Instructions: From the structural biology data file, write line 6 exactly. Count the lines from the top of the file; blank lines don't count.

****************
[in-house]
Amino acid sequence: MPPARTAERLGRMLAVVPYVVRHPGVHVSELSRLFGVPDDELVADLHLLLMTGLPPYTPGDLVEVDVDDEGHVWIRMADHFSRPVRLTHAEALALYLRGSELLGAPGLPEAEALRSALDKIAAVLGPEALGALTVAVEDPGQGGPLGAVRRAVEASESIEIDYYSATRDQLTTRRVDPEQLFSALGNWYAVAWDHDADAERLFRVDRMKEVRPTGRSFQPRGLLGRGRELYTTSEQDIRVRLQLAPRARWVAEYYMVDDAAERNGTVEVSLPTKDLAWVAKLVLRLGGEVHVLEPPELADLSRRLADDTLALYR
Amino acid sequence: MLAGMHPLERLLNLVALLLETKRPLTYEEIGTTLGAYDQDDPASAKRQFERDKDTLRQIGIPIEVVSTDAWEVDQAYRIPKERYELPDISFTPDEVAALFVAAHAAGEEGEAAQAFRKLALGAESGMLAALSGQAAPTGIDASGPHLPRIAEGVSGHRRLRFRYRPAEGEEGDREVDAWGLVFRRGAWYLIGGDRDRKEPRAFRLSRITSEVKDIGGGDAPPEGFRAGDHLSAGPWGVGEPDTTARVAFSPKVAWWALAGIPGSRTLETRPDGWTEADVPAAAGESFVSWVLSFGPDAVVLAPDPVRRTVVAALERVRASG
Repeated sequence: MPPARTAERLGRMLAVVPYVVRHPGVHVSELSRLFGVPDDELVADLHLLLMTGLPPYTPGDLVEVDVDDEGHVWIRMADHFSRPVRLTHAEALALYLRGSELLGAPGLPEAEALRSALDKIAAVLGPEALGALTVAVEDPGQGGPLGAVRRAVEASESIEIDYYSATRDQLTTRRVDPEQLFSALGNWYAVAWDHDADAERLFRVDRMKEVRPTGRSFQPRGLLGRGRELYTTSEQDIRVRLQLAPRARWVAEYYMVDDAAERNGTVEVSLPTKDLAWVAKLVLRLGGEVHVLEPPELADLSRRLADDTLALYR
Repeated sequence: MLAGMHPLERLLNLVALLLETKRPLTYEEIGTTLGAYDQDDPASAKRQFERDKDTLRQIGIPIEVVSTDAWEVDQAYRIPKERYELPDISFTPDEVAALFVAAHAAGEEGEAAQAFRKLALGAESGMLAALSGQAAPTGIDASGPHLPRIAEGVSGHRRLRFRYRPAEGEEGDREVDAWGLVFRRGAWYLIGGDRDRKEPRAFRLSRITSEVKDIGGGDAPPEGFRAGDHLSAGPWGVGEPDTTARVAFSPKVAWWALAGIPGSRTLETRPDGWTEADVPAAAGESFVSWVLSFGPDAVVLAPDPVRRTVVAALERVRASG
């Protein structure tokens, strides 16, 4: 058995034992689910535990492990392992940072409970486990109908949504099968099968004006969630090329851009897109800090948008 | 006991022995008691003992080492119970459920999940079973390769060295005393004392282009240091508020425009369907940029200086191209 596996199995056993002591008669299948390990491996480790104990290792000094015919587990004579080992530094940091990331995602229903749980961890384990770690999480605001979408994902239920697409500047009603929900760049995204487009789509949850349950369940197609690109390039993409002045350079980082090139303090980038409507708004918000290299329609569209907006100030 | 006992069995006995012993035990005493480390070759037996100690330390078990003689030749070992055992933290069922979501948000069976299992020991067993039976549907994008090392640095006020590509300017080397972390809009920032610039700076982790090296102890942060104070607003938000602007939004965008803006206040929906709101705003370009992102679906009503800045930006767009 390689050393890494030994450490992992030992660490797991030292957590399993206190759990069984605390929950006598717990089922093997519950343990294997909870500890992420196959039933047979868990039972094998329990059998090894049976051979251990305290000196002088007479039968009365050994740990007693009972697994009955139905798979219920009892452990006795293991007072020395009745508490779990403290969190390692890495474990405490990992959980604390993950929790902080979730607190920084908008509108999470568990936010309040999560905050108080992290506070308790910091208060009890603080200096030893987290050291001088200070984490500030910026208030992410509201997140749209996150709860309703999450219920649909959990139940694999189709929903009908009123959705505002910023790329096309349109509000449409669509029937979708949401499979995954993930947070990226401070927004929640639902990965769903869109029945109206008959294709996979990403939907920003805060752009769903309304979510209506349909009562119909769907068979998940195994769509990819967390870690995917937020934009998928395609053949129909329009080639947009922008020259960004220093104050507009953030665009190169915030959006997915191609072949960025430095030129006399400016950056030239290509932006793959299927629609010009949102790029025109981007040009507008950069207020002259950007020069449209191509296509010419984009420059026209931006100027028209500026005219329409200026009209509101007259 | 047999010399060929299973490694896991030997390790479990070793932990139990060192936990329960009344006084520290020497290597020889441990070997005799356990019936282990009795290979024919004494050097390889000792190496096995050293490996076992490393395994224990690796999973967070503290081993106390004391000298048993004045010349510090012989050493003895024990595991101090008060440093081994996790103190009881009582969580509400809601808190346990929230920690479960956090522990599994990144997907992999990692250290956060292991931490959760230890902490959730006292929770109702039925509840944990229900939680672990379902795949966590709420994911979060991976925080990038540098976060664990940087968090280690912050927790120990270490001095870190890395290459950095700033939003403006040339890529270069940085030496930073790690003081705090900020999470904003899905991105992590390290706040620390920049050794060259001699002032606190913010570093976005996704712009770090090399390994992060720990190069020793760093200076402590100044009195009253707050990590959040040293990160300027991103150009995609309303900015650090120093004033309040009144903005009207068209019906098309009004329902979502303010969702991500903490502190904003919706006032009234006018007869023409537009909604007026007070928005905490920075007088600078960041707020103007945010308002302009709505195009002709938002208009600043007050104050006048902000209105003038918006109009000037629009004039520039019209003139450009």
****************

């Protein structure tokens, strides 16, 4: 058995034992689910535990492990392992940072409970486990109908949504099968099968004006969630090329851009897109800090948008 | 006991022995008691003992080492119970459920999940079973390769060295005393004392282009240091508020425009369907940029200086191209 596996199995056993002591008669299948390990491996480790104990290792000094015919587990004579080992530094940091990331995602229903749980961890384990770690999480605001979408994902239920697409500047009603929900760049995204487009789509949850349950369940197609690109390039993409002045350079980082090139303090980038409507708004918000290299329609569209907006100030 | 006992069995006995012993035990005493480390070759037996100690330390078990003689030749070992055992933290069922979501948000069976299992020991067993039976549907994008090392640095006020590509300017080397972390809009920032610039700076982790090296102890942060104070607003938000602007939004965008803006206040929906709101705003370009992102679906009503800045930006767009 390689050393890494030994450490992992030992660490797991030292957590399993206190759990069984605390929950006598717990089922093997519950343990294997909870500890992420196959039933047979868990039972094998329990059998090894049976051979251990305290000196002088007479039968009365050994740990007693009972697994009955139905798979219920009892452990006795293991007072020395009745508490779990403290969190390692890495474990405490990992959980604390993950929790902080979730607190920084908008509108999470568990936010309040999560905050108080992290506070308790910091208060009890603080200096030893987290050291001088200070984490500030910026208030992410509201997140749209996150709860309703999450219920649909959990139940694999189709929903009908009123959705505002910023790329096309349109509000449409669509029937979708949401499979995954993930947070990226401070927004929640639902990965769903869109029945109206008959294709996979990403939907920003805060752009769903309304979510209506349909009562119909769907068979998940195994769509990819967390870690995917937020934009998928395609053949129909329009080639947009922008020259960004220093104050507009953030665009190169915030959006997915191609072949960025430095030129006399400016950056030239290509932006793959299927629609010009949102790029025109981007040009507008950069207020002259950007020069449209191509296509010419984009420059026209931006100027028209500026005219329409200026009209509101007259 | 047999010399060929299973490694896991030997390790479990070793932990139990060192936990329960009344006084520290020497290597020889441990070997005799356990019936282990009795290979024919004494050097390889000792190496096995050293490996076992490393395994224990690796999973967070503290081993106390004391000298048993004045010349510090012989050493003895024990595991101090008060440093081994996790103190009881009582969580509400809601808190346990929230920690479960956090522990599994990144997907992999990692250290956060292991931490959760230890902490959730006292929770109702039925509840944990229900939680672990379902795949966590709420994911979060991976925080990038540098976060664990940087968090280690912050927790120990270490001095870190890395290459950095700033939003403006040339890529270069940085030496930073790690003081705090900020999470904003899905991105992590390290706040620390920049050794060259001699002032606190913010570093976005996704712009770090090399390994992060720990190069020793760093200076402590100044009195009253707050990590959040040293990160300027991103150009995609309303900015650090120093004033309040009144903005009207068209019906098309009004329902979502303010969702991500903490502190904003919706006032009234006018007869023409537009909604007026007070928005905490920075007088600078960041707020103007945010308002302009709505195009002709938002208009600043007050104050006048902000209105003038918006109009000037629009004039520039019209003139450009």